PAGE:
Armchair Cinephile



Certain novels are so reliant on extravagant language and structure or mind-bending imagery that they're thought to be unfilmable. Last year, the Criterion Collection reissued one famous example, Fear and Loathing in Las Vegas, and now they have given us another: David Cronenberg's interpretation of William S. Burroughs' Naked Lunch, which does as well by its source material as it can possibly be expected to do.

Residing somewhere between comedy, horror, and beatnik sci-fi travelogue, the film builds its own plot out of the book's imagery, one in which writer and part-time exterminator Bill Lee (the gloriously out-of-it Peter Weller) descends into a world of secret agents, roach-like talking typewriters, and icky aliens that looks a bit like Tangiers but is more likely a hallucinogenic metaphor for Lee's drug addiction. As with much Cronenberg, sexual orifices and effusions show up in the darnedest places, but they never come across as seriously here as they do in some of his other films; not entirely committed to its invented story, Naked Lunch isn't a complete success, but it's weird in all the right ways.

More recent movie adaptations have had their own troubles: Steven Soderbergh's Solaris (Fox) tanked at the box office, despite its soulful and intelligent approach to Stanislaw Lem's novel. The studio's marketing department just couldn't figure out how to sell the unique film, which has a love story, ghosts, and spaceships, but refuses to do predictable things with any of them. Ang Lee's The Hulk (Universal), on the other hand, had enough marketing might to match its star, but proved too brooding for the popcorn-munchers and too silly for the highbrows (if only Lee could have chopped the outlandish finale in which Hulk's dad becomes a super-villain).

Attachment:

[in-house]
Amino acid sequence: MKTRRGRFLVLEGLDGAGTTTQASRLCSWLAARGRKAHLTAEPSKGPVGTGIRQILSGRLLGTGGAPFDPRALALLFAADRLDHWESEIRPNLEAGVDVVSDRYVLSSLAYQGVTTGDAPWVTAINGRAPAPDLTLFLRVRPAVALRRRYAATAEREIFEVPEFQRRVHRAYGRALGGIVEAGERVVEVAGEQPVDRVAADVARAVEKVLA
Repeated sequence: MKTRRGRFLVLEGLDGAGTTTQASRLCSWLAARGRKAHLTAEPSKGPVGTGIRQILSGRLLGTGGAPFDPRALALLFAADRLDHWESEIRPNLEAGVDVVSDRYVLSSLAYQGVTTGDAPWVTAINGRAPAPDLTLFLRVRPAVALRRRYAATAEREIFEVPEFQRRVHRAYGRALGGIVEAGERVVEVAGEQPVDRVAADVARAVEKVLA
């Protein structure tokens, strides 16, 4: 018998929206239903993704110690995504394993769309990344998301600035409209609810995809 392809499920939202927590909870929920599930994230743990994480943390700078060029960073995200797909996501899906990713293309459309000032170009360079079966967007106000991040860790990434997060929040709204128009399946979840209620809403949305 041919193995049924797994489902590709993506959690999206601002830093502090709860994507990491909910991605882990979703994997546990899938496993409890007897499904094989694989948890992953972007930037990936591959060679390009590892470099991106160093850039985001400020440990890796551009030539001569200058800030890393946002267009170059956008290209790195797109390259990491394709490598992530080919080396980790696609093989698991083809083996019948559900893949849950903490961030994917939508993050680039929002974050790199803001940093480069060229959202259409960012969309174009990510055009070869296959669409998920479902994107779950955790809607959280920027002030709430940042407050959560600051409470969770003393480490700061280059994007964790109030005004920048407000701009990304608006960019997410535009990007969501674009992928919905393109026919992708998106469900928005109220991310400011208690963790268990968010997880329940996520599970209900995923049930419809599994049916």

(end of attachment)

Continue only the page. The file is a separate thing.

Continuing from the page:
Until CGI came around, animation was a good solution to the "unfilmable" dilemma. Alice In Wonderland (Disney) tames Lewis Carroll's twisted fairy tales in all the expected Disneyish ways but still contains plenty to fire the imagination. Disney's old DVD has been out of print for a while, but a new one arrives on January 27, complete with a Mickey Mouse short and a "newly discovered" musical sequence featuring the Cheshire Cat.

Naked Lunch (Criterion Collection)

Solaris (Fox)

The Hulk (Universal)

Alice In Wonderland (Disney)

The Great Gatsby, The Last Tycoon, Hud (Paramount)

Heat and Dust, Bombay Talkie (Merchant Ivory Collection)
There is little reason to think that F. Scott Fitzgerald's books should be unfilmable - they're stories, not hallucinations, and their author even deigned to go Hollywood for a while - but films of his work have never been universally accepted. The Great Gatsby and The Last Tycoon (Paramount) were both prestige pieces with fine pedigrees; Francis Ford Coppola wrote and Robert Redford starred in the former, while Robert De Niro read Harold Pinter's lines for director Elia Kazan in the latter. But Fitzgerald fans won't be completely convinced; in the end, maybe '70s Tinseltown just wasn't the perfect place to recreate the jazz age.

Hollywood has had much better luck with Larry McMurtry. Martin Ritt's adaptation of Hud (Paramount), set in dusty Texas ranch land, never hits a false note. Paul Newman plays the title character, an egocentric womanizer who is putting in time on his father's ranch only until he can usurp control of the land and sell oil leases on it. Shot in beautiful black-and-white by the legendary James Wong Howe (who earned an Academy Award for the film), the picture is a perfect complement for McMurtry's spare, convincingly real dialogue. The story plants Hud between his righteous father and his orphaned nephew, who envies his uncle's cool without completely accepting his morals, and Newman's performance is captivatingly amoral.

A novelist who really cares about the dialogue's transition from page to screen, of course, must envy screenwriter Ruth Prawer Jhabvala, whose decades-long partnership with James Ivory and Ismail Merchant ensures that those on the set display an exceptional degree of respect for every comma and dash in the screenplay. Heat and Dust, one of two new releases from the "Merchant Ivory Collection," (produced by Criterion and Home Vision) has Jhabvala adapting her own novel, while Bombay Talkie is a testament to the exotic cinema of India, where Jhabvala began her writing career. Jhabvala has gone on to adapt everyone from E.M. Forster to Diane Johnson; William S. Burroughs may be something of a stretch, but maybe the time is right for her to try her hand at Fitzgerald. •

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